Review: In Honor

Honor receives her brother’s last letter from Iraq three days after learning that he died, and opens it the day his fellow Marines lay the flag over his casket. Its contents are a complete shock: concert tickets to see Kyra Kelly, her favorite pop star and Finn’s celebrity crush. In his letter, he jokingly charged Honor with the task of telling Kyra Kelly that he was in love with her.

Grief-stricken and determined to grant Finn’s last request, she rushes to leave immediately. But she only gets as far as the driveway before running into Rusty, Finn’s best friend since third grade and his polar opposite. She hasn’t seen him in ages, thanks to a falling out between the two guys, but Rusty is much the same as Honor remembers him: arrogant, stubborn. . . and ruggedly good looking. Neither one is what the other would ever look for in a road trip partner, but the two of them set off together, on a voyage that makes sense only because it doesn’t. Along the way, they find small and sometimes surprising ways to ease their shared loss and honor Finn–but when shocking truths are revealed at the end of the road, will either of them be able to cope with the consequences?

Moonglass was a fantastic debut, and one of my favorites of 2011. I will state right now though, that this book was ten times better, and I mean that in a completely good way. It means that while Moonglass was really good, In Honor completely and utterly blows it away. It ranks Jessi Kirby, for me, up there with Sarah Dessen and Deb Caletti! Yes, it was that amazing.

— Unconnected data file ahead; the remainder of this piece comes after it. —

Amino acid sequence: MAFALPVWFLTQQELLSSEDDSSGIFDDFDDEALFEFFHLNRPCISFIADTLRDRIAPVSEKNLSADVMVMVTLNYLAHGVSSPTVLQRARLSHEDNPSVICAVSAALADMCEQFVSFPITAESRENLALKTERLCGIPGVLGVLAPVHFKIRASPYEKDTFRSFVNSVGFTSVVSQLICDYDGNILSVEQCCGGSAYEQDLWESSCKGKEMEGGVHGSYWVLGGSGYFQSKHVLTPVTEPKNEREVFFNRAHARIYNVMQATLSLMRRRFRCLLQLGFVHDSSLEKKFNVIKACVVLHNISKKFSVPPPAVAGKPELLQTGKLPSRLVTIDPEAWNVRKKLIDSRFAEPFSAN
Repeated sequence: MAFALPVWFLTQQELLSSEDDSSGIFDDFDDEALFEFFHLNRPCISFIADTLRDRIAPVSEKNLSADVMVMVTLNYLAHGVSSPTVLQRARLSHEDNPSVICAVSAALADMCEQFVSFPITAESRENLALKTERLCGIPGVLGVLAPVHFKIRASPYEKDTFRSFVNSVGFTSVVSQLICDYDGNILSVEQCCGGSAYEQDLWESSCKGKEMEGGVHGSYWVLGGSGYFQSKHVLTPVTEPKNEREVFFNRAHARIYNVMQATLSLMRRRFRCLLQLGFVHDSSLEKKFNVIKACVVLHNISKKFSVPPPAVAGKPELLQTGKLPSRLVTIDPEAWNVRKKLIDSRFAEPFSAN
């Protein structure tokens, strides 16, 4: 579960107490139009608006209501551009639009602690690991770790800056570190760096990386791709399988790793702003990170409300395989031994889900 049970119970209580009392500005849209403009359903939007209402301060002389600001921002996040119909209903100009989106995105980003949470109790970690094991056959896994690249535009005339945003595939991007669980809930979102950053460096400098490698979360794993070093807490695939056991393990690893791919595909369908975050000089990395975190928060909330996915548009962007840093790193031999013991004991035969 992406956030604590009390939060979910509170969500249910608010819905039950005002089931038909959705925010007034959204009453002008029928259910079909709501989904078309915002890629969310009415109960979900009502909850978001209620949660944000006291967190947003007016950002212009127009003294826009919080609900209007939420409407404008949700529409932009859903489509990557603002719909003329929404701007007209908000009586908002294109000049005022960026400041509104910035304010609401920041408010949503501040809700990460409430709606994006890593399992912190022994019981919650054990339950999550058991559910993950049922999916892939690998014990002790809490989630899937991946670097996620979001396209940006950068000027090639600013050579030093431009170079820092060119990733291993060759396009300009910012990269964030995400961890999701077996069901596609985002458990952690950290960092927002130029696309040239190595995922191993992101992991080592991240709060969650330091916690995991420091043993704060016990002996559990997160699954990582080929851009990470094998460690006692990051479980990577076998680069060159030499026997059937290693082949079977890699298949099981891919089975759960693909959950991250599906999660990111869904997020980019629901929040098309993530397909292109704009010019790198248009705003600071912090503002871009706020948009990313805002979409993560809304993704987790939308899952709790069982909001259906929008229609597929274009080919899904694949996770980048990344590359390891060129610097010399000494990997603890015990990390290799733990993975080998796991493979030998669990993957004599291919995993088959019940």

From the opening pages, I fell in love with Honor as the narrator. She’s heartbroken and struggling to put her life back together after an incredible loss. It’s easily to feel sympathetic for her, but more than that throughout the story it becomes difficult to separate your own emotions from Honor’s. I was completely entangled in her story. Then, of course, Rusty passes out drunk in her car, and the two of them are off on an incredible journey across the country to fulfill Finn’s last wish for Honor. It is the makings of a great story, and that is absolutely what this book is. Filled with so much drama, adventure, romance, and grief, it took me only a few hours to read this. I could not put it down.

On the surface this is probably best thought of as a story of loss and grief, but dig beneath that and it tackles many issues. Rusty struggles to come to terms with the way his friendship with Finn ended, and with his own family issues. Honor learns to become her own person, and find her own identity outside of that as a sister. Then there is the remarkable romance that blossoms through long hours on the road. Oh, and the cast of memorable, endearing, sometimes quirky characters from the people that Honor and Rusty meet along the road, to Rusty’s mom, Kyra Kelley, and, of course, the ‘Pala, or rather “Paula”, it is impossible not to be entranced by this story.

Overall, I fell head-over-heels in love with this book. Honor is a feisty, yet vulnerable narrator, and Rusty reminds me of so many of my favorite male characters, full of wit and just a little bit bad. Fans of Sarah Dessen and Deb Caletti’s books will surely enjoy this one, but anyone who likes a good contemporary, romance will find themselves wishing for more of Honor & Rusty.

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